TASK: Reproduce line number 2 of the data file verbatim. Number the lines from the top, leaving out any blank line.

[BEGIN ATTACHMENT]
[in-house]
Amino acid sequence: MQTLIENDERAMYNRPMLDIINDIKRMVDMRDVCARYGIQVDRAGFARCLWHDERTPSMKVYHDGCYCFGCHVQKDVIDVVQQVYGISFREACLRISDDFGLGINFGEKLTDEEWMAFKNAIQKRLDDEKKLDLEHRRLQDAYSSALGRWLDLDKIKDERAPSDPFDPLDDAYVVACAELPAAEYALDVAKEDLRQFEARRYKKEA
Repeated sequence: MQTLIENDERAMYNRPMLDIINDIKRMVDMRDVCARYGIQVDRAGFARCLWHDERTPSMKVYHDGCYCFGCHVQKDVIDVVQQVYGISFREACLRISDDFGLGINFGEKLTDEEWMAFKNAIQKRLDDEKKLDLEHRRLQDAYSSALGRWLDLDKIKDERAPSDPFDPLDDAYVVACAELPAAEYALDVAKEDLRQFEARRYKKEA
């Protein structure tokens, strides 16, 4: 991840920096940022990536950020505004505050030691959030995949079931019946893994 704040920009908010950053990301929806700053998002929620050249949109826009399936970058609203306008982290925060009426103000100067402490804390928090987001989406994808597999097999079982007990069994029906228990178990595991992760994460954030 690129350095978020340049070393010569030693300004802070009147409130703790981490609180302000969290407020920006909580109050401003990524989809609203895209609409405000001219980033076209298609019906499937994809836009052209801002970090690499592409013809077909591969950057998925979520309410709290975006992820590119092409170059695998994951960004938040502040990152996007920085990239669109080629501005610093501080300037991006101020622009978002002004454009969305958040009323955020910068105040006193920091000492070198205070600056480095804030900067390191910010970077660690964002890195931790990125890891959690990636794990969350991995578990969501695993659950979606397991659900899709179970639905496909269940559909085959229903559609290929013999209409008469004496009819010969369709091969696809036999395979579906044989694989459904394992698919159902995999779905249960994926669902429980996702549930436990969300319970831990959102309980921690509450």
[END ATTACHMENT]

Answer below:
Amino acid sequence: MQTLIENDERAMYNRPMLDIINDIKRMVDMRDVCARYGIQVDRAGFARCLWHDERTPSMKVYHDGCYCFGCHVQKDVIDVVQQVYGISFREACLRISDDFGLGINFGEKLTDEEWMAFKNAIQKRLDDEKKLDLEHRRLQDAYSSALGRWLDLDKIKDERAPSDPFDPLDDAYVVACAELPAAEYALDVAKEDLRQFEARRYKKEA